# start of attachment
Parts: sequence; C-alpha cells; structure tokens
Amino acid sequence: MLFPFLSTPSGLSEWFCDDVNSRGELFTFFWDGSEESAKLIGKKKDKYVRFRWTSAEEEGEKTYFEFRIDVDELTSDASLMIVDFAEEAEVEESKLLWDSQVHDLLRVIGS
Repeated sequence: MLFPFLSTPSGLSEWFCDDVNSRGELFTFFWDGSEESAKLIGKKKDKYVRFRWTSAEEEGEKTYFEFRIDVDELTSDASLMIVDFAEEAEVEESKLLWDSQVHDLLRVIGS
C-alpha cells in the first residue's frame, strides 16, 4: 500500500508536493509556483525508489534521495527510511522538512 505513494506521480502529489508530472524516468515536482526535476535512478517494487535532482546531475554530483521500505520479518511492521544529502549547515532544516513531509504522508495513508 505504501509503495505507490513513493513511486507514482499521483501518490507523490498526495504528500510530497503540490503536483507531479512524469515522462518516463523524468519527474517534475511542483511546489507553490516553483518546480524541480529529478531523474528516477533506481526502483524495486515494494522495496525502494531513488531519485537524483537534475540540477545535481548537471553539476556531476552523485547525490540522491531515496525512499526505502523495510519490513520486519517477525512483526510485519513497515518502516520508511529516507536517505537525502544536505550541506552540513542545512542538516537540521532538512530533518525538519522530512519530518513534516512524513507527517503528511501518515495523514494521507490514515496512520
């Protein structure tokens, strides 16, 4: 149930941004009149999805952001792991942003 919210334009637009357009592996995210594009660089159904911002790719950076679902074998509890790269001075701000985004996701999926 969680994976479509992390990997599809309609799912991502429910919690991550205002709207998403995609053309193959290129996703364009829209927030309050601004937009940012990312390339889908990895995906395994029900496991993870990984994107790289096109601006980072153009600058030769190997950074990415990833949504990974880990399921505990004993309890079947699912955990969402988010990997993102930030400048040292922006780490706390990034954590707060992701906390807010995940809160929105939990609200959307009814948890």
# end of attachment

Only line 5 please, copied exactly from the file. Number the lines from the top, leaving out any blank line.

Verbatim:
């Protein structure tokens, strides 16, 4: 149930941004009149999805952001792991942003 919210334009637009357009592996995210594009660089159904911002790719950076679902074998509890790269001075701000985004996701999926 969680994976479509992390990997599809309609799912991502429910919690991550205002709207998403995609053309193959290129996703364009829209927030309050601004937009940012990312390339889908990895995906395994029900496991993870990984994107790289096109601006980072153009600058030769190997950074990415990833949504990974880990399921505990004993309890079947699912955990969402988010990997993102930030400048040292922006780490706390990034954590707060992701906390807010995940809160929105939990609200959307009814948890």